The origins of words quite often provide a few unexpected surprises, not least when a selection of seemingly random terms like cantaloupe, dandelion, and schlong all end up being descended from the names of different types of animals. From bears and storks to singing wolves and castrated sheep, all 16 of the words listed here have surprising zoological origins.
The Arctic takes its name from the Greek word for “bear,” arktos. Oddly, the bear in question isn’t a polar bear but the Great Bear, or Ursa Major, the constellation that maintains a prominent year-round position in the northern sky. As a result, the adjective arctic originally referred to the celestial rather than the geographical North Pole when it first appeared in English more than 700 years ago. It wasn’t until the mid-1500s that it first came to be used of the northernmost regions of the Earth.
A bellwether is a leader or trendsetter, and in particular a stock or product whose performance is seen as an indicator of the overall strength of a market. In the Middle Ages, however, a bellwether was originally the lead animal in a flock of sheep: wether is an old English dialect word for a castrated ram, and the lead wether in a flock would typically have a bell hung around its neck to help identify it.
In Ancient Greece, a kanopeion—from konops, the Greek word for “mosquito”—was a chair or couch fitted with a mosquito net over it. As time went by, the name came to apply only to the net rather than the chair, which ultimately gave us the word canopy In the early 14th century. The French canapé is derived from the same root, and refers to the fact that a canapé’s filling sits on top of the pastry in the same way that a person sits on a couch.
Cantaloupe melons are said to take their name from Cantalupo, an ancient papal estate on the outskirts of Rome where the first European cantaloupes were reportedly grown in the early Middle Ages. In turn, Cantalupo took its name from the Latin words cantare, meaning “to sing” (as in chant and incantation), and lupus, meaning “wolf,” and probably originally referred to a place where wolves could often be heard howling or seen gathering together.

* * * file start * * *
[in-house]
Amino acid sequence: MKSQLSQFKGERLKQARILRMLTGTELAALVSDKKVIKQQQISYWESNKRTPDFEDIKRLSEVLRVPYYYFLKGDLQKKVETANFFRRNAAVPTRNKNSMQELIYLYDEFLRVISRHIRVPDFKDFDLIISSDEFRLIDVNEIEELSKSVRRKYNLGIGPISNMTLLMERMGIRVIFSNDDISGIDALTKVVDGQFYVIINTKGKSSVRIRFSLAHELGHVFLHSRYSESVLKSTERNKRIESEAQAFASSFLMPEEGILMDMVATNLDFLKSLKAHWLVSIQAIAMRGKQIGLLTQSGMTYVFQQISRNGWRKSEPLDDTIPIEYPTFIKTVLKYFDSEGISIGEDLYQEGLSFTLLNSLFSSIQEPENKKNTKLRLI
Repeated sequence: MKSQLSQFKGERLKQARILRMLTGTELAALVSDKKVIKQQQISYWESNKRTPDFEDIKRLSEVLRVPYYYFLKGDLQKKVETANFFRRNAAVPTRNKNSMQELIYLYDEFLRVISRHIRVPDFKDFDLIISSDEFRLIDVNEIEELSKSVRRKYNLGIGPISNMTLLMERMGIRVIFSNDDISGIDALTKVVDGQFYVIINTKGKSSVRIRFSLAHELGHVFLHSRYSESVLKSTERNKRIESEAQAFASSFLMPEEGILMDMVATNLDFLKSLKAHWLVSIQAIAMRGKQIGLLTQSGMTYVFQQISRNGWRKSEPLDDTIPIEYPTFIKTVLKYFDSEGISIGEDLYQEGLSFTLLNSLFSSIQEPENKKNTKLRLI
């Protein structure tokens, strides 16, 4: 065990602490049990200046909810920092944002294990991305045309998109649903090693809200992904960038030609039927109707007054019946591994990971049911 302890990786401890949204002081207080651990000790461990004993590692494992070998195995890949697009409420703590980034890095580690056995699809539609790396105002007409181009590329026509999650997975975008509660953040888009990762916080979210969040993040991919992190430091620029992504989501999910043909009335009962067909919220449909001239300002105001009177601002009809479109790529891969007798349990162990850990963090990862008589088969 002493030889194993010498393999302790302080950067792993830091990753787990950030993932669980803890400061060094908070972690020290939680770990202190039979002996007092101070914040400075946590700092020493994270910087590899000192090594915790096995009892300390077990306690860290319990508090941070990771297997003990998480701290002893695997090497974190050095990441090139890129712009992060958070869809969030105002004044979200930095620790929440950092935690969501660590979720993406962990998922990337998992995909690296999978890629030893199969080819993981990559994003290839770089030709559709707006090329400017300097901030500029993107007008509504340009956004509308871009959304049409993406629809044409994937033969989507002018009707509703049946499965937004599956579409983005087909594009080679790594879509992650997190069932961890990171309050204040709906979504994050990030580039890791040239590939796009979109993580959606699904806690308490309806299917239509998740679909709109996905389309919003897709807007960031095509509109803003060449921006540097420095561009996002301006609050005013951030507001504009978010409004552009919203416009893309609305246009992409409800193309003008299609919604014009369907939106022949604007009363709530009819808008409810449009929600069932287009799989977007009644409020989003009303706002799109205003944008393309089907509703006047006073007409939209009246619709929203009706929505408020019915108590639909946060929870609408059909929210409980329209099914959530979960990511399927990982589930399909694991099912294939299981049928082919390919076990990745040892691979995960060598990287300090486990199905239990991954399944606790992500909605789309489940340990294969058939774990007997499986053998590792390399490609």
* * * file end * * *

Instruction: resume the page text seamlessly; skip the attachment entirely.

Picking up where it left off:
Dandelion is a corruption of the French dent-de-lion, meaning “lion’s tooth,” a reference to the flowers’ jagged or “toothed” leaves.
The title once held by the eldest son of the king of France, dauphin is actually the French word for “dolphin.” From the mid-14th century right up to the early 1800s, two stylized dolphins were depicted on the dauphin’s coat of arms, but precisely why the eldest prince of France came to be identified with a sea creature remains a mystery.
An exocet is a type of marine missile first developed by the French Navy in the late 1960s. Its name is the French word for a flying fish.
Formication is the medical name for a creeping, tingling sensation felt on the skin, similar to pins and needles, which takes its name from the Latin word for “ant,” formica; it literally describes a sensation similar to insects crawling over the skin. As a symptom, formication is associated with a whole range of conditions, from anxiety and general emotional distress to shingles, neuralgia, alcohol withdrawal, Parkinson’s disease, and even mercury poisoning.
Meaning “reckless” or “disorganized,” no one is quite sure where the term harum-scarum comes from, but a likely theory is that it is an old dialect corruption of hare and scare, probably in reference to a hunter’s dogs scaring rabbits and hares from their cover.
The “hench” of henchman came from hengest, an Old English word for a horse. The term originally referred to a knight or servant who would accompany a nobleman on horseback on long journeys.
Although today it is used more generally to mean “lineage” or “heritage,” a pedigree was originally a genealogical diagram, like a family tree, showing relatives and their relations connected to one another by lines drawn from one generation to the next. It was these flat, broad, hooked lines that originally gave the pedigree its name, as scholars in Medieval France thought that they resembled a pied-de-grue—or a stork’s foot.
This derives from the Yiddish word for “snake,” shlang. Say no more.
Dating back to the early 19th century, a sniper was originally someone who literally shot snipe. The birds have long been considered one of the hardest types of game to shoot due both to their speed in flight and their nervous disposition, making it necessary to shoot at them from a distance rather than risk disturbing them by moving closer.
Nowadays, sturdy is used to mean “robust” or “solid,” but when it first appeared in English way back in the 14th century it was used to mean something more along the lines of “unruly” or “unmanageable.” Its precise origin is unclear, but at least one theory claims it comes from the Latin word for “thrush,” turdus, as thrushes apparently once had a reputation for eating leftover and partly fermented grapes at wineries. This would make the birds behave frenziedly and drunkenly, and it is this bizarre behavior that initially inspired the word—the saying soûl comme une grive, or “as drunk as a thrush,” is still used in French today.
Tragedy probably has one of the most peculiar etymologies in the entire English language: it derives from a Greek word, tragoedia, literally meaning “goat song.” Why? Well, one theory claims it comes from actors in Ancient Greece dressing in furs and animal hides to portray legendary animals (like goat-legged satyrs) in performances of dramas and tragedies, but the true origin of the word remains a mystery.
Treacle—the British word for molasses, or else a byword for anything overly sentimental and sweet—first appeared in English in the early 1400s, when it was originally used as a word for a medicine or antidote used to treat snakebites. In this context it comes from therion, a general Ancient Greek word for any wild animal.
This list first ran in 2014 and was republished in 2019.